In this season, I’ve leaned on that lesson much more readily and less painfully (progress, woohoo!). I am sincerely grateful for those who’ve shown up, opened doors and lives, and been the lifeline in this season. I’m not keeping track of who has closed doors nor marking people on the naughty list (had to; it’s December).
In addition to having (hopefully) more maturity than when I was 21 and struggling with those who showed up and didn’t, I also have learned tons about grace in the past few years. “Grace” is what my name means, and the more I learn about it, the less I know I have inside and more I need to receive from God. I am the worst, but God’s holding me to a standard of grace, not perfection or success, so I’m getting much better at resting in my worst-ness.
Furthermore on the grace train, in this season, I have 100% NOT shown up for people. Hopefully that hasn’t been across the board—I’d like to think I’ve shown up for at least one person in 2020—but I’ve pretty much been working off of a 2 month delay with following up and being intentional and even just responding to texts and DMs this year. There’s not going to be any way I can actually explain it to you since, if ya girl can throw up some sardonic post on her Instagram story, one would think she should be able to respond to a text.
All I can say is that my head and emotions have felt at or above capacity for much of this year. That doesn’t make logical sense for why I can do one thing and then not simply respond to a text, but when your brain is over capacity, the logic center is a shamble shack (it’s science). I know that makes no sense, but when your brain is a shamble shack, the logic center is thrown off, so that reinforces my point—there is no logical reason because there is no logic happening with my 2 month delay and failure to show up.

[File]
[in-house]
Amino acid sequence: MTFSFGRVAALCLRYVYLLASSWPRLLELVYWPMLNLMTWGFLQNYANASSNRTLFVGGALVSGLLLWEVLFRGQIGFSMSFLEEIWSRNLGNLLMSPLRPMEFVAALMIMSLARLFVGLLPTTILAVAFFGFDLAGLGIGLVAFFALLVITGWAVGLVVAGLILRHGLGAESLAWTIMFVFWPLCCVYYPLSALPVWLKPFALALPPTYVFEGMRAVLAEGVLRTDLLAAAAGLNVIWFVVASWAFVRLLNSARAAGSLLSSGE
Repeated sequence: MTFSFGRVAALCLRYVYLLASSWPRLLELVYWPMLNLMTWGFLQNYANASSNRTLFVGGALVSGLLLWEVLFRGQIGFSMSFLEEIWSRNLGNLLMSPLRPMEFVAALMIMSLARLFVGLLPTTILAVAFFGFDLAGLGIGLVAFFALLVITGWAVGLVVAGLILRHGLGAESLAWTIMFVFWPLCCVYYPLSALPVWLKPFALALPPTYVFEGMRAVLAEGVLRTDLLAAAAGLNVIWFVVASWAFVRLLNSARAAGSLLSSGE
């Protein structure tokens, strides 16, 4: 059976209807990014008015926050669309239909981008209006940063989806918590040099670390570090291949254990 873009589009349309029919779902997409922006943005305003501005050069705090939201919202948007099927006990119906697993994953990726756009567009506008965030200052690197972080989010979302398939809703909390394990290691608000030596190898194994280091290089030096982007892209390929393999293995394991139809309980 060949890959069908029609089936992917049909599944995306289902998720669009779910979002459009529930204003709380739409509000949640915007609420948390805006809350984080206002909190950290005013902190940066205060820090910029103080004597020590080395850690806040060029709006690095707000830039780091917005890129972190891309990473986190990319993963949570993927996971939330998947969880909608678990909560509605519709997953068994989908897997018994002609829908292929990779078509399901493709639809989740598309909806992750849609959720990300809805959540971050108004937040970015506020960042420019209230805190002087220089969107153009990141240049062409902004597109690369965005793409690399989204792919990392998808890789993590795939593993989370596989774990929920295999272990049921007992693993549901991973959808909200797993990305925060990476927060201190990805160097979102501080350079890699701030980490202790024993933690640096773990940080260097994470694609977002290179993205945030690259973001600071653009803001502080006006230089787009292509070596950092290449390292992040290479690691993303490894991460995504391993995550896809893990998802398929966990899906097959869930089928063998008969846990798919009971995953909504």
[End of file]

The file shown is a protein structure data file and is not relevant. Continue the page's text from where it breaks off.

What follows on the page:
I’m not sharing that as an excuse—remember, I’m the worst and I know that. I share about my shamble shack capacity struggles and ineptitude at responding this year because I know if that’s where I’m at, others who “haven’t shown up” this year are probably fighting off their own shambles in some capacity (because truly, we all are and could all use more empathy and compassion since 2020 is the shambliest of all shacks).
In wrapping up my second point, the challenge is to look around and make the choice to be grateful for those who’ve shown up. And the second part of that challenge is to extend more grace and empathy to those who haven’t while praising God for what He has given and how He has provided.
My final point is this: I know that last post was dark and probably heavy. Much of 2020 has been just that, and seasons of 2018 and 2019 have been, too. “A thrill of hope, the weary world rejoices” has long been one of the most sobering and poignant song lyrics for me. But if you look back just a bit further in “O Holy Night,” the lyrics right before my favorite lines are equally powerful: “Long lay the world in sin and error, pining til He appeared and the soul felt its worth.”